ElectroMarine Services at Ala Wai Harbor

For Immediate Release

LONG BEACH, CA (Oct. 10, 2002) -- Not everyone needs a high-tech sled to sail the Transpac, and some dedicated competitors hope to demonstrate that next summer by reviving an icon of the race's tradition: the Cal 40.

The 40-foot sloop was a breakthrough boat in 1965 when it stole overall honors on corrected time from the likes of legendary giants Kialoa II, Ticonderoga and Stormvogel. Then, proving it was no fluke, Cal 40s repeated in '67 and '69, sweeping the first four spots in the latter race.

Now Wendy Siegal, a Long Beach schoolteacher, is organizing Cal 40 owners along the West Coast to form a class of their own for 2003. She sailed the last two races on her Cal 40 Willow Wind and won the Aloha class in 2001. Transpacific Yacht Club directors have supported her campaign by establishing a Cal 40 class for the 42nd race next July.

The entries could include Stan Honey, who is better known around the world as a record-setting navigator for Roy E. Disney's maxi sled, Pyewacket, and Steve Fossett's 125-foot catamaran, PlayStation. Honey has sailed a Cal 40 out of San Francisco for several years, including doublehanded crossings to the islands.

"If there is a class, I'll probably do it," Honey said.

Dennis Conner recently bought Persephone, the first Cal 40 built, although he has not indicated whether he will race it in the Transpac.

Siegal said, "I have a list of 10 Cal 40 owners who might be doing Transpac, but nothing is sure until July 1 when the gun goes off.

"When I first decided to participate in Transpac in 1999, the prior year's winner met with me and told me, 'Just do it.' A race like this is a sailing experience not to be missed. This time, if there is a Cal 40 fleet, it could be a historic event never to be seen again."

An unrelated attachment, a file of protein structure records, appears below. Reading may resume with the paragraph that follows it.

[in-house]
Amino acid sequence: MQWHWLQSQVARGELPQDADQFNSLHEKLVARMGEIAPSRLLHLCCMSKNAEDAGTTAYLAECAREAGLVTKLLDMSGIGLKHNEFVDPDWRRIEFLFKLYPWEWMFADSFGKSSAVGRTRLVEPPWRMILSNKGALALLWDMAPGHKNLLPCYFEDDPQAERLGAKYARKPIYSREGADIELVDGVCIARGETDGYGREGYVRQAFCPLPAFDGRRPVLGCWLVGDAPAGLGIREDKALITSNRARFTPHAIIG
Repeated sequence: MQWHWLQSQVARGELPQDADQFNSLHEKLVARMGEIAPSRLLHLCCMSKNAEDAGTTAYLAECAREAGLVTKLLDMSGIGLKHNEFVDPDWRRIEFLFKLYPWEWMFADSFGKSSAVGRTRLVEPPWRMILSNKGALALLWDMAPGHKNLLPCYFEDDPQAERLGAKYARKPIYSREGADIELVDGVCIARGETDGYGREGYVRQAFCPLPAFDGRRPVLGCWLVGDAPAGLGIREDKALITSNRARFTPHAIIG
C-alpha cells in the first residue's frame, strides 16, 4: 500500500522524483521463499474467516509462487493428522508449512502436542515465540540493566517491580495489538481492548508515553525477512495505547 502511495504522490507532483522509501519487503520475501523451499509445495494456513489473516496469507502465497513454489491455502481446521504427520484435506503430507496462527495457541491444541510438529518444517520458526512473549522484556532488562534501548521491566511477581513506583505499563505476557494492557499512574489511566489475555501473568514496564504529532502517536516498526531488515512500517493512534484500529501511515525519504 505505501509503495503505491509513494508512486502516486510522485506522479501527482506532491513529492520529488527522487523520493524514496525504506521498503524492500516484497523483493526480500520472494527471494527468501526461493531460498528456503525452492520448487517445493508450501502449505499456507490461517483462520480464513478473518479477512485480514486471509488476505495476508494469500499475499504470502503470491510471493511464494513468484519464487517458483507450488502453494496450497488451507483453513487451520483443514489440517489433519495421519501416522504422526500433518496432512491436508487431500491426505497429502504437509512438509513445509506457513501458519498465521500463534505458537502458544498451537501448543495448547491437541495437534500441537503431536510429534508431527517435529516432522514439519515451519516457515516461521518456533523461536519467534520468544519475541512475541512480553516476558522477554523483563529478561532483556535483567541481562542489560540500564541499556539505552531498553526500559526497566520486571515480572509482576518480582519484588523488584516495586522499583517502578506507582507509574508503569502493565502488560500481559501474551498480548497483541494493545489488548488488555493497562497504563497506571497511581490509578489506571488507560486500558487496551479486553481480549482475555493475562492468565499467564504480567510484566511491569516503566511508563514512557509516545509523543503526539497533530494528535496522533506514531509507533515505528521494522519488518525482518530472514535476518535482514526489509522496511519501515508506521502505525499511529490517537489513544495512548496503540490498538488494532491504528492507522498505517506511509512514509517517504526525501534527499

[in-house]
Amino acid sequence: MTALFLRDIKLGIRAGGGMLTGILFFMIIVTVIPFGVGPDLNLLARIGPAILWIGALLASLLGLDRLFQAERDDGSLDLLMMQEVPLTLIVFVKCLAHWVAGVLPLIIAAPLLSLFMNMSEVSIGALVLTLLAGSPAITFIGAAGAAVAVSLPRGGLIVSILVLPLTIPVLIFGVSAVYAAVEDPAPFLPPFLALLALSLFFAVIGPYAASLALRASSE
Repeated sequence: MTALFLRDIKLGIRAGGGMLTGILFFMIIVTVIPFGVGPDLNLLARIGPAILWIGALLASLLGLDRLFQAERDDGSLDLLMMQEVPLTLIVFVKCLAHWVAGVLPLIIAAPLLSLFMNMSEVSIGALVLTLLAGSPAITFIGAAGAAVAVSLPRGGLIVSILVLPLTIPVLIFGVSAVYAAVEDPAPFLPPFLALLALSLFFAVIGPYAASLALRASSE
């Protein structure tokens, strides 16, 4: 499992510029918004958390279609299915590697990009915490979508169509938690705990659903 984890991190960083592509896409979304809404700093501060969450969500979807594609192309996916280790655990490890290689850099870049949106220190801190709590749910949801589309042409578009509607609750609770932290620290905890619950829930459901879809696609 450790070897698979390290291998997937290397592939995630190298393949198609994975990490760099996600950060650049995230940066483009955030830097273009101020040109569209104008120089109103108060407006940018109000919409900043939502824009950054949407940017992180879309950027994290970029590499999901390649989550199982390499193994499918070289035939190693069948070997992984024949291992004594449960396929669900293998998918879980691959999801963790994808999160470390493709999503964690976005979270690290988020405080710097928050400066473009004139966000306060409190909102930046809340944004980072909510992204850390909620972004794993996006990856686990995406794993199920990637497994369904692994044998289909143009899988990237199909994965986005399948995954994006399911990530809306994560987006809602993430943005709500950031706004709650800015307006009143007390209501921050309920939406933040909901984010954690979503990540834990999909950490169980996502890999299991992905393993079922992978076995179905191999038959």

The saga of the Cal 40s is celebrated in the two-hour video, "Transpac: A Century across the Pacific," available in VHS, PAL and DVD formats. They were conceived in the early 60s by Bill Lapworth, who built number one for George Griffith.

Griffith recalled, "I went to Bill, who was a very close friend of mine and a highly respected [marine] architect, and commissioned him to design the Cal 40. Willis Boyd built the plug."

Yes, the plug. The Cal 40 was one of the first successful fiberglass racers---so successful, Griffith said, that "I should've burned up the molds when I finished Persephone because we owned the local racing scene."

For a while Cal 40s also owned the Transpac. There were seven when they made their debut in '65 and collected six of the first seven overall positions, led by Don Salisbury's Psyche from Los Angeles Yacht Club. There were 13 in '67 when Bob Allan's Holiday Too, also LAYC, won overall and 14 in '69 when Mort Andron's Argonaut from Santa Barbara led a sweep of the first four spots.

Obviously, they were a good fit for Transpac and its predominant tradewinds off the transom. Transpac veteran Tom Corkett said, "Here was all of it: the new lightweight fiberglass Cal 40 with a flat bottom, thin keel, spade rudder that really had great surfing ability."

Also, Griffith noted, "They were safe boats, well built. They didn't come apart."

They have proven so durable that many still compete in buoy and distance races along the West Coast.

Siegal said, "This could be a chance to put an old thoroughbred through her paces one more time. The boat knows the way to Hawai`i; you just have to let her go there."

Siegal may be contacted at (562) 799-0250 or at her web site.


The Transpac directors have amended a recent decision to revert from two to one mandatory position reports daily by adding a mandatory "bed check" call-in to the communications vessel each evening between 7 and 8 p.m. Pacific time.

Competitors will not be required to report positions at that time. The purpose is to continue to keep in close touch with the fleet without compromising tactical options. Boats also will be required to monitor VHF Ch. 16 constantly.

The penalty for failing to answer the morning roll call of position reports or to call in with the "bed check" will be 30 minutes for each occurrence.


The Notice of Race for Transpac 2003 is on the official web site.

The NOR contains all basic information and requirements for prospective competitors. Details covering the running of the race will be published in the Sailing Instructions next spring.

ElectroMarine Services at Ala Wai Harbor
TransPac News